San Diego Woosh! There goes Aunt Josephine. Boom! Put up your umbrellas, folks. She's coming down again! Volcanic ash!
Dick Hassenger says there's no ash. The cremated human remains he sends up in giant fireworks so clients can go "out with a bang" become so powdery that if any bits remain, they will drift slowly down onto the sea. No umbrellas needed.
Hassenger is a Lakeside-based pyrotechnician and marketing man who runs Celebrate Life! Inc. The seven-month-old company has perfected a way to load Fourth-of-July-size fireworks with your grandpa's cremated remains -- the average human leaves seven to ten pounds' worth -- and send him up over the night ocean in a three-minute, multicolored, music-matched send-off, a pyrotechnic funeral his loved ones will never forget.
What Hassenger can't understand is why San Diegans aren't lining up for it.
"The response from Los Angeles and Orange County has been phenomenal," he says. "And I talk to people almost every day, from Alaska to Florida, from Seattle to Columbus, Ohio, to upstate New York. The overwhelming response is 'Where have you been?' 'I wish we'd known about you when we had to deal with Dad two years ago.' But the response from San Diego County has been...minimal."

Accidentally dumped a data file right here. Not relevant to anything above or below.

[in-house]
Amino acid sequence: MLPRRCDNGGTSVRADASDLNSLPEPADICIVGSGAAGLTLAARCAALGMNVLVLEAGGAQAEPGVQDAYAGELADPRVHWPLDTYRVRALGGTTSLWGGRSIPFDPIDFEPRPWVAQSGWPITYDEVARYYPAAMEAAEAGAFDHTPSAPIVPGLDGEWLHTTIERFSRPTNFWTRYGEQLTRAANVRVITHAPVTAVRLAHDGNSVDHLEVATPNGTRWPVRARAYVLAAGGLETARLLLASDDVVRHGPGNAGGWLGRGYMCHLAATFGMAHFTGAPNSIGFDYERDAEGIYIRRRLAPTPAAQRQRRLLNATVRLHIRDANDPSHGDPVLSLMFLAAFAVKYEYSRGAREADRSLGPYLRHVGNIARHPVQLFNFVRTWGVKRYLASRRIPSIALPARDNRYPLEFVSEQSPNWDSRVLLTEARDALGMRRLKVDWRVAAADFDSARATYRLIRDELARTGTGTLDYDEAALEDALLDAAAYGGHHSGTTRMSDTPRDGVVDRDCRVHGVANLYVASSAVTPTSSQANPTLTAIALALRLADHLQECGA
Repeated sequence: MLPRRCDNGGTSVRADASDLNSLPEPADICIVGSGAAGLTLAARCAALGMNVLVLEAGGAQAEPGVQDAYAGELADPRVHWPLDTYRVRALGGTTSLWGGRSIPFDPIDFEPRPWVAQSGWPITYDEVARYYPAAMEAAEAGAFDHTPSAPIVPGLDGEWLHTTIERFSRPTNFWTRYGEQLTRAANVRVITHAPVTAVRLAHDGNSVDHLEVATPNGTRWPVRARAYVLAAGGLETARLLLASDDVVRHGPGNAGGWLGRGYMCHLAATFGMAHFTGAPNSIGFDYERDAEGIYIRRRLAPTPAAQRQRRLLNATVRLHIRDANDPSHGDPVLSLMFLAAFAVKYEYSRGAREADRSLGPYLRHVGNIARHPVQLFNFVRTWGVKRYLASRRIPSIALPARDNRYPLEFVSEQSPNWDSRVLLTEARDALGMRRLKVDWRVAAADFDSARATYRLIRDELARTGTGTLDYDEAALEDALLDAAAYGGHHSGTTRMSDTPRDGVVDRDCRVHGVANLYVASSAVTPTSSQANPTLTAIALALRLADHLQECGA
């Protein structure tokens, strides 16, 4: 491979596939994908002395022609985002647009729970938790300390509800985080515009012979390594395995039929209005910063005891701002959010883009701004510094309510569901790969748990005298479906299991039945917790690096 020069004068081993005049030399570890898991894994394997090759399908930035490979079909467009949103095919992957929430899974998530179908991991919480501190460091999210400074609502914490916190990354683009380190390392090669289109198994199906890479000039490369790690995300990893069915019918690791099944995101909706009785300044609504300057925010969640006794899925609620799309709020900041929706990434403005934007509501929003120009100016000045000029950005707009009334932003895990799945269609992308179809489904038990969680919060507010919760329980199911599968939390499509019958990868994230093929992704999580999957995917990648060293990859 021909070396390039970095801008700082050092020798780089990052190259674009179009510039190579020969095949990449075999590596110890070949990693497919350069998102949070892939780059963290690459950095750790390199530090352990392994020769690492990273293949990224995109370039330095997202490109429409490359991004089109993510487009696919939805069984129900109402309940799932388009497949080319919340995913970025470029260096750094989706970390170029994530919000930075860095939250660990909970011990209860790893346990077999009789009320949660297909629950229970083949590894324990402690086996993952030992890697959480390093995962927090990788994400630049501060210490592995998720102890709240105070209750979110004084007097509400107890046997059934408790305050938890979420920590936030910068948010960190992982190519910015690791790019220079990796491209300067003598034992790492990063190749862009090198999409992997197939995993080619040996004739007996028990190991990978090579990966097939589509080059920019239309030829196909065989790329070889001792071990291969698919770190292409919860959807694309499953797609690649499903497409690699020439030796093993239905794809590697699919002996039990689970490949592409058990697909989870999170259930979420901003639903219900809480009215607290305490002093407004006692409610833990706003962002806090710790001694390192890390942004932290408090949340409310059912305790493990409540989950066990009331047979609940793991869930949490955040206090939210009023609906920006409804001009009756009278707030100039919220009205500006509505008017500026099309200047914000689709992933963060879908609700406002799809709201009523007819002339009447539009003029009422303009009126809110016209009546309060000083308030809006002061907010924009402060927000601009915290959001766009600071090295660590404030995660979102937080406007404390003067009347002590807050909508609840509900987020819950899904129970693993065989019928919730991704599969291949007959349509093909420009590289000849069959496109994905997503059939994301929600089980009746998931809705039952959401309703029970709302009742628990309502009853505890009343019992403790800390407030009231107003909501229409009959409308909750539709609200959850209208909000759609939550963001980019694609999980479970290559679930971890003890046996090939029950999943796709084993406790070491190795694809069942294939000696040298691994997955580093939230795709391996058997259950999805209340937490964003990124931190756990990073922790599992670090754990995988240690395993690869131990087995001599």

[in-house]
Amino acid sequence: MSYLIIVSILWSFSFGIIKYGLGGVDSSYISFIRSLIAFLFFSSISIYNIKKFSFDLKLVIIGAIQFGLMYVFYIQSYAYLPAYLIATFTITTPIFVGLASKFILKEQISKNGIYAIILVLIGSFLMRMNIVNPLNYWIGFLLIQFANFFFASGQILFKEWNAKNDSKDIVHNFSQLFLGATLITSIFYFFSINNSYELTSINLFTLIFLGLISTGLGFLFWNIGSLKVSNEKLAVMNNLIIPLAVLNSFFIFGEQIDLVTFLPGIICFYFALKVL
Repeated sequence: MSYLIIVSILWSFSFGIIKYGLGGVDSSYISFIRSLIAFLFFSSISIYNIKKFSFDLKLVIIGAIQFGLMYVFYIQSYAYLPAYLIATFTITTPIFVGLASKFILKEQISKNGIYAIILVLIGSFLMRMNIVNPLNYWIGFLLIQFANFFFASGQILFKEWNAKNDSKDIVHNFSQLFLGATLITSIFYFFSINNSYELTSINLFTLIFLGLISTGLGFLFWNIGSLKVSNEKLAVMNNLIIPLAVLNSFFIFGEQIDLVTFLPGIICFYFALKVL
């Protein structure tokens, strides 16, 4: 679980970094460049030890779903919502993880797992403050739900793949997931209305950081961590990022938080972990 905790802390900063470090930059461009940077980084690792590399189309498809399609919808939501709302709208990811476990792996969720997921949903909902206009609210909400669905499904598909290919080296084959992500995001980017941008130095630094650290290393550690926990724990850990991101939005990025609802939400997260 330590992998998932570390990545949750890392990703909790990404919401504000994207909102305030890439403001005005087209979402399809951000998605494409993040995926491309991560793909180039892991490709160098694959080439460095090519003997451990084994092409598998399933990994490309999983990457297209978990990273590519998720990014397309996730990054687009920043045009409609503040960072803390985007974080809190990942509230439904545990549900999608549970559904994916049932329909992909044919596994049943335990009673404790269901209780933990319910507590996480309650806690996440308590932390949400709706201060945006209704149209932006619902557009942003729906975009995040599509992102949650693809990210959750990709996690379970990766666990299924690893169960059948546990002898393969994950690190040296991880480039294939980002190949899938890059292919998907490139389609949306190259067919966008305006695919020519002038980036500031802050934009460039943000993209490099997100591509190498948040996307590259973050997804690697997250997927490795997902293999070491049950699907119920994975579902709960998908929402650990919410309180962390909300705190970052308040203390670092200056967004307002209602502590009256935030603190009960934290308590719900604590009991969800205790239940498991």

And it hasn't been for lack of trying. He's even designed shows aimed straight at San Diego's many military vets.
"We offer a series of veteran shows. We call the [mid-priced] show [around $4000] 'Duty, Honor, Country.' In it we'll use the appropriate service hymn, say, 'Anchors Aweigh.' We'll choreograph the first part using red, white, and blue fireworks, and it will segue into 'Taps,' during which we'll do a 21-gun salute, for a burial at sea.... You tell me that wouldn't be appealing to the Navy?"
Hassenger says almost 70 percent of enquiries on the East Coast and the West Coast are made by women, while in the Midwest and the South, it's men.
"There's a vast slice of the American population today that is clearly looking at the whole subject of death and of saying good-bye very, very differently. Sure, there's people think we're nuts. Particularly the traditional funeral business. But I don't care what they think. I care what the people who are writing the checks think."
He cites one woman who told him she wants to skip being buried with her husband so she can go up with her best friend in California.
"She called from Rochester County, New York," says Hassenger. "She was born and raised in the Bay Area. Her best friend lives in Laguna Hills. They want to do this together. We do offer what we call 'couples celebrations.' We didn't envisage quite best girlfriends, but no reason why not. Maybe one predeceases the other. So the cremains [cremated remains] are held until the second one is ready, and then we do a celebration where both of them are fired simultaneously into the air, so people can be together one last time. Those become a little more expensive because now you just doubled the weight. And it's against the law to commingle remains.